New Crossroads Office Building Connects Workplace Tenants with Neighboring Community

19 Main is the first new construction office building in the Crossroads area in more than 60 years. Developed as an extension of the historic Corrigan Station, every architectural move was designed to support and enhance urban vitality. While Copaken Brooks and 3D Development wanted to provide progressive office space for lease, their goal was also to ensure the building was closely connected to neighboring public spaces.

Located in a thriving arts ecosystem, 19 Main is on a prominent corner along the Kansas City streetcar route. The Helix design team was mindful of the streetcar’s impact, considering not only how the property would interact, but how it would reenergize downtown.

“In designing 19 Main, we wanted to be sensitive to scale and connect it closely with the neighborhood. This busy intersection is highly traversed and an important stop on the streetcar line.”

On the street level, the building pulls away from the edge of the site to create a public plaza that encourages pedestrian activity, invites people into the building, and defers to the streetcar stop on the corner. A courtyard nestled between the historic Corrigan Building and 19 Main is just one of the strategic insertions and connections that provide for a public amenity.

“In designing 19 Main, we wanted to be sensitive to scale and connect it closely with the neighborhood. This busy intersection is highly traversed and an important stop on the streetcar line. We came up with the concept to create an urban oasis that would be accessible to building tenants and the public. As a result, a small, park was added between 19 Main and the Corrigan Building. It provides the perfect spot to work, relax, and reconnect,” said Evan Fox, AIA, Principal, Architect, Helix Architecture + Design.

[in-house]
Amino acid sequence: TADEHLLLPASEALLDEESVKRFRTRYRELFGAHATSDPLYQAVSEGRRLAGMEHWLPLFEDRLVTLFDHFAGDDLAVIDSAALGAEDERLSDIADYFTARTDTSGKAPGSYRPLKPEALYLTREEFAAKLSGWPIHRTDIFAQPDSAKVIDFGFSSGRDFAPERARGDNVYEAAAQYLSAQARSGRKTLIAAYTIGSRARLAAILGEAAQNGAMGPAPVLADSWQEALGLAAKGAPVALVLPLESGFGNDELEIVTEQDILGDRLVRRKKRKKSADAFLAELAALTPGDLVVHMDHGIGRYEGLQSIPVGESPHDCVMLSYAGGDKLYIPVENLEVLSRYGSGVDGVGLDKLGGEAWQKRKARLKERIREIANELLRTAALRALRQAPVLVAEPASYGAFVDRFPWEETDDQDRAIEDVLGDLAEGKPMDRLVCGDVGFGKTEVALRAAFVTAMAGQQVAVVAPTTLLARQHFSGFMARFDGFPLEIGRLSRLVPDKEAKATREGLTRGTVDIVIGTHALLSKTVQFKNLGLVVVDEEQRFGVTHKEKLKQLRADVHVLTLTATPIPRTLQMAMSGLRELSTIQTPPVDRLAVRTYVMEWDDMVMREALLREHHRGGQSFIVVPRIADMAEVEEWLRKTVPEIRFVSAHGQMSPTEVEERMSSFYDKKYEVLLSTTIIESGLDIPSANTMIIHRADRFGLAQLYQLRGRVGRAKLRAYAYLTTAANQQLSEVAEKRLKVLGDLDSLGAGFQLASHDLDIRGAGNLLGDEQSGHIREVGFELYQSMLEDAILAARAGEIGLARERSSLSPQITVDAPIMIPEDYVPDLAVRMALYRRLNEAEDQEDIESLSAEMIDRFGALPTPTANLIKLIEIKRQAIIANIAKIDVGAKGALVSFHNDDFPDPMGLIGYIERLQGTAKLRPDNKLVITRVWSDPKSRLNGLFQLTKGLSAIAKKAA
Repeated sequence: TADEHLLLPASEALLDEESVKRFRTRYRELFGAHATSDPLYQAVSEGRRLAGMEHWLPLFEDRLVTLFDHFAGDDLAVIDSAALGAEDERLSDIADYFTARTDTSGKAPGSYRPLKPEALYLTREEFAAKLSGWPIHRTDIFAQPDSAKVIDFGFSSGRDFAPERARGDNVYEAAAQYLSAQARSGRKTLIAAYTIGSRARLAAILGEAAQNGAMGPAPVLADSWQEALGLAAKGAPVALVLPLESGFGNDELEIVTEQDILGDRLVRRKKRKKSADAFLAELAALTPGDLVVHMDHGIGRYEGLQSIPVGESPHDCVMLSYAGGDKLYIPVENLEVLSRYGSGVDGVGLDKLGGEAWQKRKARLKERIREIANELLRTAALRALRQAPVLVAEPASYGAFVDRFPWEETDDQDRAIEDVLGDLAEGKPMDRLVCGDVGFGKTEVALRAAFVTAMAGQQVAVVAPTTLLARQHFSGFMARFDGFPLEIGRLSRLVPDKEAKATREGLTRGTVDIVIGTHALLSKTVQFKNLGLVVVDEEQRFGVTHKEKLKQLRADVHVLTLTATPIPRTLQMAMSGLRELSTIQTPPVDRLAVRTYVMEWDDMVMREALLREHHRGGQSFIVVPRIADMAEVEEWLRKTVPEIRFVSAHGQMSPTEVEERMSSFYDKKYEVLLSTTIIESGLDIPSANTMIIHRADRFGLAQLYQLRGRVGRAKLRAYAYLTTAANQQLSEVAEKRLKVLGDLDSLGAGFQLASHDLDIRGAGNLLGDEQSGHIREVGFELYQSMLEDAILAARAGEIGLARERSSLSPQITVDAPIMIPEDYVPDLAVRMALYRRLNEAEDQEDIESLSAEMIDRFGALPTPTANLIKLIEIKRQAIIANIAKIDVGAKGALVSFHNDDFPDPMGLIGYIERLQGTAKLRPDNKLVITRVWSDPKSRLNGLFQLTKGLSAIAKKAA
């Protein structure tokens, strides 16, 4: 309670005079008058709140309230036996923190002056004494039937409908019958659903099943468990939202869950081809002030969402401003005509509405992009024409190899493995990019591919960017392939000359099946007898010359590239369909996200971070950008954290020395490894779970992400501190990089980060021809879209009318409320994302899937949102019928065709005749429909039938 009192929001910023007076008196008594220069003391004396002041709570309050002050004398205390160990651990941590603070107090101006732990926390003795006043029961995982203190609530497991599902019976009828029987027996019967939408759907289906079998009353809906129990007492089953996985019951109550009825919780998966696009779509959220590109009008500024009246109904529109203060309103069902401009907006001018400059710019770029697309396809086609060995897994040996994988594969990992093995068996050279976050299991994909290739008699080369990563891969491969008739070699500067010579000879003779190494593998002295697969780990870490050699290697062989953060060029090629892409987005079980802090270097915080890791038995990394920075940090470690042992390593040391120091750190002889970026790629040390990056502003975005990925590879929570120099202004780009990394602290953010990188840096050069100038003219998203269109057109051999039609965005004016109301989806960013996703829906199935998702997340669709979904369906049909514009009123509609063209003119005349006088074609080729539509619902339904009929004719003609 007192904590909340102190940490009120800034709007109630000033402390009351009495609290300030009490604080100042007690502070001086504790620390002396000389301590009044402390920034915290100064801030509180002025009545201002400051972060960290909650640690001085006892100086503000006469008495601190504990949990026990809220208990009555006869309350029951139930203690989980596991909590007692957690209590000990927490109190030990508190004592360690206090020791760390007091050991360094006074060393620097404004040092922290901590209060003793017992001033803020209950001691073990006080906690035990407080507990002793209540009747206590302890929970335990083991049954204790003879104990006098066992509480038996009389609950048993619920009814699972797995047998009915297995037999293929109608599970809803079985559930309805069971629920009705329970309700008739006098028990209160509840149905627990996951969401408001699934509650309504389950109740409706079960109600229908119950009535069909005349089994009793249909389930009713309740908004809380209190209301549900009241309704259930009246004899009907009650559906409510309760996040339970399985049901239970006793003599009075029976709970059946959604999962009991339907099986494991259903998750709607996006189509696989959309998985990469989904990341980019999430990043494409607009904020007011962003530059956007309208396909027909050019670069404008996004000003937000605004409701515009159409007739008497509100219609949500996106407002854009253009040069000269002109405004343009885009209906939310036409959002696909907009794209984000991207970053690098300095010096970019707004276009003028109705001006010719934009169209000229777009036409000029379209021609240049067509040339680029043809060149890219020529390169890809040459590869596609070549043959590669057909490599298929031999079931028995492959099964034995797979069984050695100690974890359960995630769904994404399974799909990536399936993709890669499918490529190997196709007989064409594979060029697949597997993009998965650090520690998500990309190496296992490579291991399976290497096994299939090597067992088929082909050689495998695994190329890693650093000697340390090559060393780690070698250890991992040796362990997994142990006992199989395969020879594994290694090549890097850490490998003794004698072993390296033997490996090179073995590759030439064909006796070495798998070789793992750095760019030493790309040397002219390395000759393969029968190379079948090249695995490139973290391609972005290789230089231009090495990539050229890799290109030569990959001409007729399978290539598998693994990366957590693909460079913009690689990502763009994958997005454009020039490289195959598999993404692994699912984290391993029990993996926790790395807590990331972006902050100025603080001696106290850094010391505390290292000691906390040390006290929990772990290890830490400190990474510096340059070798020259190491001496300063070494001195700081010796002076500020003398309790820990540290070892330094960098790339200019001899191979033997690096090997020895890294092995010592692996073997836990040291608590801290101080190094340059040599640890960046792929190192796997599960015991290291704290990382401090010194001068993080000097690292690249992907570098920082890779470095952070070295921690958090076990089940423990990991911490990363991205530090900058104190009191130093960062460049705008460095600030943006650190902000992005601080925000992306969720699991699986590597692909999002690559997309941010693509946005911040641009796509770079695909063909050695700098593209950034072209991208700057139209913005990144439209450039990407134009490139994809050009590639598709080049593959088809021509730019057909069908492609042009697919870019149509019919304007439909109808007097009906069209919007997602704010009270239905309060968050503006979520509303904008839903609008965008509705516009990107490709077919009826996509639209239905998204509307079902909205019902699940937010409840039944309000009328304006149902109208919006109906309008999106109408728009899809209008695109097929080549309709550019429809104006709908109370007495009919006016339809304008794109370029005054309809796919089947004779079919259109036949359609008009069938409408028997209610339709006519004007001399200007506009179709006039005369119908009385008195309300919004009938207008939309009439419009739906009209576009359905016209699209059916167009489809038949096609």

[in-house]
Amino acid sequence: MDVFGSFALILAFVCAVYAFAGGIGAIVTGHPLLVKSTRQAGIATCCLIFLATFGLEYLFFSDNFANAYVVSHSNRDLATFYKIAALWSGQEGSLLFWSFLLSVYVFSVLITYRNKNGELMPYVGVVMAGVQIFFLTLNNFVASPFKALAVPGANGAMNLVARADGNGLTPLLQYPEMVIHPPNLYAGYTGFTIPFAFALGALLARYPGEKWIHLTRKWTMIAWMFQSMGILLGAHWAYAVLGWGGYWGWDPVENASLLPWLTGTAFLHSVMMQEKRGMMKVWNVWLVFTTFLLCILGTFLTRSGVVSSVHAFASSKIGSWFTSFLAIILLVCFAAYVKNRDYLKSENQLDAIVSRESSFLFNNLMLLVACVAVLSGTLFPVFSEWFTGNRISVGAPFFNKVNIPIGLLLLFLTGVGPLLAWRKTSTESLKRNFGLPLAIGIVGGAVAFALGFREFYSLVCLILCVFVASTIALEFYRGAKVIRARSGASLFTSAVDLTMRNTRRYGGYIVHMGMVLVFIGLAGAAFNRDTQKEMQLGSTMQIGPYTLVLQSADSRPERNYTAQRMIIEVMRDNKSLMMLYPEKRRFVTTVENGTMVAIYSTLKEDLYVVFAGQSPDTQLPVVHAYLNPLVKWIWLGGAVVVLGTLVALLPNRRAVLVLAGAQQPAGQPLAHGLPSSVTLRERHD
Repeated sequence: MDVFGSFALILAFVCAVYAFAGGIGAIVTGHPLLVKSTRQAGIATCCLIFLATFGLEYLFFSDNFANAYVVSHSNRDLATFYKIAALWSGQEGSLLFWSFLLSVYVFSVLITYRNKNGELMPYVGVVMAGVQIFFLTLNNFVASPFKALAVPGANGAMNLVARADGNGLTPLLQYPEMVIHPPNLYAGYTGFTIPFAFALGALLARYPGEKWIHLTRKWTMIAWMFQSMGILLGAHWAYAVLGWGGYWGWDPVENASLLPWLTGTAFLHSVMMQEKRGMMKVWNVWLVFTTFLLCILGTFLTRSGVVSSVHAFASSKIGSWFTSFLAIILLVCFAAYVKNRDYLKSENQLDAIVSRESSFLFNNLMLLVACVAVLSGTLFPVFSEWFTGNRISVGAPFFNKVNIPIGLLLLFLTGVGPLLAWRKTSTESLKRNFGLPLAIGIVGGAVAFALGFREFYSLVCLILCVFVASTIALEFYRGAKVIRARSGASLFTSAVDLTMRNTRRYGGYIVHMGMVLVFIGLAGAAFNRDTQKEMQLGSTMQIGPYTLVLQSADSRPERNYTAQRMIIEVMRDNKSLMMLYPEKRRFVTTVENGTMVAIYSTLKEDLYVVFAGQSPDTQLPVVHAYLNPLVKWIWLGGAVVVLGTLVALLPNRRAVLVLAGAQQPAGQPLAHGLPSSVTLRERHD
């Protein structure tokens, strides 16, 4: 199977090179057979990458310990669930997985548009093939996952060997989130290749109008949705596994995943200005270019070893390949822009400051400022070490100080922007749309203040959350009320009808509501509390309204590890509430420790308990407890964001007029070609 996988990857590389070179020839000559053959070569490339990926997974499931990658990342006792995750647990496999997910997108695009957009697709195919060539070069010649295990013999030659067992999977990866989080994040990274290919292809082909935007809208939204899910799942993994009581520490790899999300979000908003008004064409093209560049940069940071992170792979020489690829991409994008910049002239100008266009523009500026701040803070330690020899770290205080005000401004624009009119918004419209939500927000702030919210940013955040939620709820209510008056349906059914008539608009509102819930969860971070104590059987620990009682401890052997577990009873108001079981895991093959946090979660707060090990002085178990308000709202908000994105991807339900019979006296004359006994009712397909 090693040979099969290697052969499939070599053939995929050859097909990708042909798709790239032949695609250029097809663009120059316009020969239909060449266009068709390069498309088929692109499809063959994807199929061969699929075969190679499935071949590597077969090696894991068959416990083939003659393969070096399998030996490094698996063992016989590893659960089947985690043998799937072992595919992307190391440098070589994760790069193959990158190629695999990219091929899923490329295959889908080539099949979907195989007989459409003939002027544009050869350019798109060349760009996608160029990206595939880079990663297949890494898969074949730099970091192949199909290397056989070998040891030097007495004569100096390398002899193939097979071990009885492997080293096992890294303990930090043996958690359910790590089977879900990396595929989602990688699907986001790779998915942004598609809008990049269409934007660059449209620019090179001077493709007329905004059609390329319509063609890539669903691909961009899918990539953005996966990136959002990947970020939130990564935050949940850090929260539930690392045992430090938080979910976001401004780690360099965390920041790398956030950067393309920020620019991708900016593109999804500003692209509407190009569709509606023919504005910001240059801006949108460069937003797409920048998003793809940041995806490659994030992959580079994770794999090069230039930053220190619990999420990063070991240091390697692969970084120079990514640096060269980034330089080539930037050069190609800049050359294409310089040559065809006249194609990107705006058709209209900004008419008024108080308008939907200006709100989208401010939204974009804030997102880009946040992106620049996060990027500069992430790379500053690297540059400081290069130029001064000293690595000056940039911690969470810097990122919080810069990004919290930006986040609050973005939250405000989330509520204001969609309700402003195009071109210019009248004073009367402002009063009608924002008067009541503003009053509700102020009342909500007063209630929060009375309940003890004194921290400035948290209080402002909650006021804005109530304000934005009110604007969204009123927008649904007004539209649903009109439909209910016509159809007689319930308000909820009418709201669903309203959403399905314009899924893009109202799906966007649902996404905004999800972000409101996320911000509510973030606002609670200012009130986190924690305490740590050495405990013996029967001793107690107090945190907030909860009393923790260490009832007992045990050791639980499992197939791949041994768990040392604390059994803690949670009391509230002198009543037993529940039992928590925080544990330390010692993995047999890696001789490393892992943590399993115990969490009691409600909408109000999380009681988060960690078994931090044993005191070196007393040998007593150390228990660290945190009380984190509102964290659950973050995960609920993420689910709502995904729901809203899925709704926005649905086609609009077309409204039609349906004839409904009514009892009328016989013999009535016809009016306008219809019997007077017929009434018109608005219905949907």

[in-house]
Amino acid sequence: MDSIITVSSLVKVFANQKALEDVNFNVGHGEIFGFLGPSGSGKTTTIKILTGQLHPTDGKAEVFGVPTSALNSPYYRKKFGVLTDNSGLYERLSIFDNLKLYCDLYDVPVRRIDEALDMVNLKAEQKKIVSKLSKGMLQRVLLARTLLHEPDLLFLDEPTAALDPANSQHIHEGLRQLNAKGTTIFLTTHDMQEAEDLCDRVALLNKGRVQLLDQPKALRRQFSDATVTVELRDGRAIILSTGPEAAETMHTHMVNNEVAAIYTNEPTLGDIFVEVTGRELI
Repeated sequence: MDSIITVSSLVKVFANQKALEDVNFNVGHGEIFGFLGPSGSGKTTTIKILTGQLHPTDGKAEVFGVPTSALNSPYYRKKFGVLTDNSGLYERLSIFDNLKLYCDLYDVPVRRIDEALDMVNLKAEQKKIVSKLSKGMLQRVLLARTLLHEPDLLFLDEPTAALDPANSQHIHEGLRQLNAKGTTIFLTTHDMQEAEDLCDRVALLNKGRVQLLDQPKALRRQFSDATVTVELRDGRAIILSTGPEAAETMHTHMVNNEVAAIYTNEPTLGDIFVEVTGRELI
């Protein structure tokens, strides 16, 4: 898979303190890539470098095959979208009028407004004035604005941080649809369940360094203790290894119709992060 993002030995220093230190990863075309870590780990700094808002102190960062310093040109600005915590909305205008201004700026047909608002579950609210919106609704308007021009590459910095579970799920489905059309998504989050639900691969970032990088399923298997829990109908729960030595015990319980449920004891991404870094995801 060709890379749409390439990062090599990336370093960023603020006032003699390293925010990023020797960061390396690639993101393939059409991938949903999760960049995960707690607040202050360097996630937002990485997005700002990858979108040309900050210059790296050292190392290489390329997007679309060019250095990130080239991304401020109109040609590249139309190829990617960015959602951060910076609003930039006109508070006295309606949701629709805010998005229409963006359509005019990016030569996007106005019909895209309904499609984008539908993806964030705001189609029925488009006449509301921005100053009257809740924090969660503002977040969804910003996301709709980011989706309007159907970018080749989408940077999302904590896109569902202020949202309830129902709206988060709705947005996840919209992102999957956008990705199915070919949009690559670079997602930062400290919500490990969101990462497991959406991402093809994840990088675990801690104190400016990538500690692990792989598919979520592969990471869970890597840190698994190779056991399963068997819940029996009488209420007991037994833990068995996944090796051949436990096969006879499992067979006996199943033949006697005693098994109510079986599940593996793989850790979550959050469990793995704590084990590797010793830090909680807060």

Designed as a modern complement to the adjacent, 100-year-old structure, 19 Main accommodates companies of small-to-medium size with Class A office space in the urban core. The building includes covered parking and a large retail space on the first floor, additional tenant space on the second floor, and seven micro-office suites on the third floor.

The restrained material palette is rooted in the history of the existing building and the raw nature of the neighborhood. Site-cast concrete encases the ground level and is formed to mimic corrugated steel, a prominent material on the historic building. The upper two floors are clad in anthra zinc panels, folded into more than 3,000 fins that wrap the building in a repetitive, rhythmic pattern. The minimal, natural material palette of the exterior was pulled into the interior, which also maintains the dramatic angles and linearity of the design.
Within 19 Main’s striking simplicity and geometry, each level of the building is a blank canvas for tenants. The open floorplate on the second floor can be divided among future lessors, while still ensuring each group has access to the rooftop terraces and the natural daylight that comes through floor-to-ceiling windows.

“Providing views was another way the design team connected 19 Main to the neighborhood. The building cantilevers to the south over a public sidewalk. This allows for views up and down the street to the east. From the third floor common space, tenants can see downtown, as well as all the way to Crown Center,” said Fox.

Though it’s designed for private work environments, 19 Main embraces the public. Courtyards, a public plaza, and connections to the streetcar ensure this new property will integrate and grow with this vibrant part of downtown Kansas City.

Photography by Michael Robinson.